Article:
Systematic thinking - any methodical step-by-step approach that is carried out according to a pre-determined algorithm or a fixed plan.

Systemic thinking - a tendency or natural predisposition to think of systemic relationships without necessarily drawing upon systems concept, system principles, or systems models. Some examples of areas that incorporate and foster such thinking include permaculture, feminist studies, ecology, and the I Ching.

Thrivability - it is the next framing of sustainability (beyond sustainability).

Curating - nurturing, fostering the potential inherent in the living system.

Thrivable Planet - a planet that functions on the bases of abundance and joy.


Additional definitions that are not directly related to the innovation infrastructure, but that complement it:

Action Plan - tool for target management that gives immediate and transparent review of events that are happening within the organisation and enable more efficient management (reconciliation of work, compensation, prioritization and coordination).

Activity - shorter activity / operation, where the responsible person and the period of performance are defined (activity resulting from both strategies as well as projects).

Objective - well-defined numerical value (% or number or date), desired to achieve in the planning period (what?).

Event - something that happens and triggers further activity or project.

Project Phases - logical and content phases with time and money defined whose performance is checked with predefined success criteria. Each phase is explained in detail with activities that are part of the action plan.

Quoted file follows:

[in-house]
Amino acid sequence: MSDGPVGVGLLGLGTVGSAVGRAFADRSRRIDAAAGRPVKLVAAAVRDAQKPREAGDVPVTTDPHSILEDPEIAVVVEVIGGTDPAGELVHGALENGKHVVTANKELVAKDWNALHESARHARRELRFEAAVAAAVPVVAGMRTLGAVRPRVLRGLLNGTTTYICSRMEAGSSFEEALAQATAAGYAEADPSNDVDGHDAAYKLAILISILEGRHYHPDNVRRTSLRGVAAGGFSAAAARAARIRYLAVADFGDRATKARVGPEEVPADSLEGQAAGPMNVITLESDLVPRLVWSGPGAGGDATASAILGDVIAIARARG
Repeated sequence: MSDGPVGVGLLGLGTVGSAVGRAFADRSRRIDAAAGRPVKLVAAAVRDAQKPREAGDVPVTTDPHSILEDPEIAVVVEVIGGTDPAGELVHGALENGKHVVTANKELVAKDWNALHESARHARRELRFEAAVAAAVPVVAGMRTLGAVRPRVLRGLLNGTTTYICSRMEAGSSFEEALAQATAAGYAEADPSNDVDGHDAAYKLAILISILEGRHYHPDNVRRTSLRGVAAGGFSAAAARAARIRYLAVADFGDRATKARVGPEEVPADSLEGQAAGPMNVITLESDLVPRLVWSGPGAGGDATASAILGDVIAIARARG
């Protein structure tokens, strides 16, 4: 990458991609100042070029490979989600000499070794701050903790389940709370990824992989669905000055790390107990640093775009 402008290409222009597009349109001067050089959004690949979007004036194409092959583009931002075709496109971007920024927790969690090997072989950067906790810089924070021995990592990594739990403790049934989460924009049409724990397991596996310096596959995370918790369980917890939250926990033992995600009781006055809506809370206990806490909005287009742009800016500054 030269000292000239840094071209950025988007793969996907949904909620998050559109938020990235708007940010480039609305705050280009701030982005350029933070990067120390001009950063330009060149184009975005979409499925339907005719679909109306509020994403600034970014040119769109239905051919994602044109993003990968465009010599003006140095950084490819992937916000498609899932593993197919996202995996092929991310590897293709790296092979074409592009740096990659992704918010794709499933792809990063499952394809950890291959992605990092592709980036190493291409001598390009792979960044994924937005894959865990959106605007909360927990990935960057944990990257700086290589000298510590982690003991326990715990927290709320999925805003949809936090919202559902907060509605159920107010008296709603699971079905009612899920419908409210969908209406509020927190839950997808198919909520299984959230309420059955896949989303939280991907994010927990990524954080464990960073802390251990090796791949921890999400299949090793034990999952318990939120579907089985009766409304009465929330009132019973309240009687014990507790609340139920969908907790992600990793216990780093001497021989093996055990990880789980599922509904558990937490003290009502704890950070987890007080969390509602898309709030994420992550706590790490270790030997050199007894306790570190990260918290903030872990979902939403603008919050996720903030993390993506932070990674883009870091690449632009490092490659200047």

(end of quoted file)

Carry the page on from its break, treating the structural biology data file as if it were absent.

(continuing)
ID card project - form that contains all mandatory information on the project defined within the regulations of the project management and essential for entering the project into the database.

Programme - a collection of related projects which form a logical sequence (e.g. Crystal Palace).

Project - a set of concrete activities of limited duration (short or long term), and clearly defined resources for its implementation (financial, material, human). The project is still tied to the strategy of the plan period.

Strategy - is the path, way of working, through which we believe that the objectives outlined in the plan period will be achieved (how?).

Structure - the frame / skeleton of firmly and clearly defined entities and properties.

Structural capital - intellectual capital which remains with the company, even after employees have left.

(V) PI (virtual project interface) - structure for the development and management of structural capital, which identifies weak signals, as well as opportunities. It also helps to transform the most suitable opportunities into projects.